ROLE OF RADIATION AS EFFECTIVE INTERVENTION IN Aβ INDUCED OXIDATIVE STRESS IN ANIMAL MODEL OF ALZHEIMER'S DISEASE
Objective: The present study was undertaken to study the therapeutic effects of low dose fractionated cranial X-irradiation on reducing the amyloid-beta (AÎ²) induced oxidative stress burden in an animal model of Alzheimerâ€™s disease (AD).
Methods: S.D. female rats received an intracerebroventricular injection of AÎ² peptide at stereotaxically defined points. Experimental sessions were conducted by randomly dividing animals into four groups, namely sham-operated, AÎ²-injected, and AÎ² injection followed by cranial X-irradiation and only cranial X-irradiated. Anesthetized animals received 5 Î¼l synthetic AÎ² peptide injection with a 10 Î¼l Hamilton microsyringe with the needle kept in place for a period of 2min following injection. Sham-operated group received 5 Î¼l of bidistilled water instead of AÎ² peptide. Animals were treated 6 weeks post-surgery with fractionated radiation of 2Gy for 5 days. Neurobehavior studies were undertaken to confirm memory impairment along with biochemical indices involved in the antioxidant defense system.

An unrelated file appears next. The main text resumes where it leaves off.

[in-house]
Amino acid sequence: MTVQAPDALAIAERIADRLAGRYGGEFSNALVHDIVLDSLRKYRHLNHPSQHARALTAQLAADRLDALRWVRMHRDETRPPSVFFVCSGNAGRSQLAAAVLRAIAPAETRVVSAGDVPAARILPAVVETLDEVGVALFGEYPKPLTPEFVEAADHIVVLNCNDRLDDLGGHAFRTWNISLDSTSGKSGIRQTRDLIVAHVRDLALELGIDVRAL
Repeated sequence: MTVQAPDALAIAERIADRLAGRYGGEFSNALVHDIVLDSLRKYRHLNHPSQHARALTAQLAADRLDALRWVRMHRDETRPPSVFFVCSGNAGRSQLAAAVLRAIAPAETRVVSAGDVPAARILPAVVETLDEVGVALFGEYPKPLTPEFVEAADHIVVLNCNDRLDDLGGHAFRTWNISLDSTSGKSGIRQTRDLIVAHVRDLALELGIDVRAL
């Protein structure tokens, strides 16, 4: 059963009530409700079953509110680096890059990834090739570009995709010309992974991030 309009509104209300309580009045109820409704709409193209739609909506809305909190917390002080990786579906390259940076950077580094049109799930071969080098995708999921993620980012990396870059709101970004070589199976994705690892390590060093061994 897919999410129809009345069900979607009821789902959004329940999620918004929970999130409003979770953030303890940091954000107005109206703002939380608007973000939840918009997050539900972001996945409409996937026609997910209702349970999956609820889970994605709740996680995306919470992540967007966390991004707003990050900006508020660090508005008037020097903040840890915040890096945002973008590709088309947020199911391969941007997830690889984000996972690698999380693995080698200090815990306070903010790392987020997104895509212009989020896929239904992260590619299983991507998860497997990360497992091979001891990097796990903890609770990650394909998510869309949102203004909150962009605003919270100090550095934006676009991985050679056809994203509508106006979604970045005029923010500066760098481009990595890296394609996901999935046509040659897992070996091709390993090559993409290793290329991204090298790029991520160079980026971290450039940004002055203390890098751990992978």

Results: Fractionated cranial X-irradiation proved effective in restoration of activity of enzymes involved in the antioxidant defense system; the lipid peroxidation and catalase levels that showed a significant increase in AÎ²-treated group decreased on subsequent X-irradiation. Moreover, the decrease in the superoxide dismutase, glutathione, glutathione-S-transferase, and glutathione reductase levels witnessed an increase post-irradiation, implicating the X-irradiation to be an effective intervention to restore the redox status of the oxidatively stressed brain cells in AD condition.
Conclusion: The present study evaluated the therapeutic potential of low dose fractionated cranial X- irradiation by mitigating the amyloid-induced oxidative stress suggesting a novel treatment for AD-associated pathologies.
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